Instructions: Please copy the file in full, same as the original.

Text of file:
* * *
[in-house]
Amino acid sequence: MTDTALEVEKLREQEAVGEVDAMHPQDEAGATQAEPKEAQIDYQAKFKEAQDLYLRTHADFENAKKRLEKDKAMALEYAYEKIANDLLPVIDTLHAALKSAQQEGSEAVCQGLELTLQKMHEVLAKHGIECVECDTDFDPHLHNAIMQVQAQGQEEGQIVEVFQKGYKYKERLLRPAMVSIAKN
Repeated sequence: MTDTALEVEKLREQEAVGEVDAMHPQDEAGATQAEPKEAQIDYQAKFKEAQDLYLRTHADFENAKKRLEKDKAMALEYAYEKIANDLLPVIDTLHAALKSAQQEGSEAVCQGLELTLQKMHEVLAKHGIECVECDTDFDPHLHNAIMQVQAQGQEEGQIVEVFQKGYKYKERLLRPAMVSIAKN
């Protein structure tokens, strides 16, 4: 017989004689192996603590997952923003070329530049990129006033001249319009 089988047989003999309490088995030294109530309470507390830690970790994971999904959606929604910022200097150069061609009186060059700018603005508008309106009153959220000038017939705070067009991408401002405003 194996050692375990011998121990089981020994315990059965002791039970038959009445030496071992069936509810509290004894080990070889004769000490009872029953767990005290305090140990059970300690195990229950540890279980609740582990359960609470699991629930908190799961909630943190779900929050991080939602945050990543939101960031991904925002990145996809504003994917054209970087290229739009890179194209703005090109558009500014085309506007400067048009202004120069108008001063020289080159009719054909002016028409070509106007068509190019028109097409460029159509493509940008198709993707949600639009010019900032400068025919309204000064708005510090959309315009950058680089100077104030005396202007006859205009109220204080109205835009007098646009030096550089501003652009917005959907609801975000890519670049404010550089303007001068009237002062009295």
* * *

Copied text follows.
[in-house]
Amino acid sequence: MTDTALEVEKLREQEAVGEVDAMHPQDEAGATQAEPKEAQIDYQAKFKEAQDLYLRTHADFENAKKRLEKDKAMALEYAYEKIANDLLPVIDTLHAALKSAQQEGSEAVCQGLELTLQKMHEVLAKHGIECVECDTDFDPHLHNAIMQVQAQGQEEGQIVEVFQKGYKYKERLLRPAMVSIAKN
Repeated sequence: MTDTALEVEKLREQEAVGEVDAMHPQDEAGATQAEPKEAQIDYQAKFKEAQDLYLRTHADFENAKKRLEKDKAMALEYAYEKIANDLLPVIDTLHAALKSAQQEGSEAVCQGLELTLQKMHEVLAKHGIECVECDTDFDPHLHNAIMQVQAQGQEEGQIVEVFQKGYKYKERLLRPAMVSIAKN
């Protein structure tokens, strides 16, 4: 017989004689192996603590997952923003070329530049990129006033001249319009 089988047989003999309490088995030294109530309470507390830690970790994971999904959606929604910022200097150069061609009186060059700018603005508008309106009153959220000038017939705070067009991408401002405003 194996050692375990011998121990089981020994315990059965002791039970038959009445030496071992069936509810509290004894080990070889004769000490009872029953767990005290305090140990059970300690195990229950540890279980609740582990359960609470699991629930908190799961909630943190779900929050991080939602945050990543939101960031991904925002990145996809504003994917054209970087290229739009890179194209703005090109558009500014085309506007400067048009202004120069108008001063020289080159009719054909002016028409070509106007068509190019028109097409460029159509493509940008198709993707949600639009010019900032400068025919309204000064708005510090959309315009950058680089100077104030005396202007006859205009109220204080109205835009007098646009030096550089501003652009917005959907609801975000890519670049404010550089303007001068009237002062009295």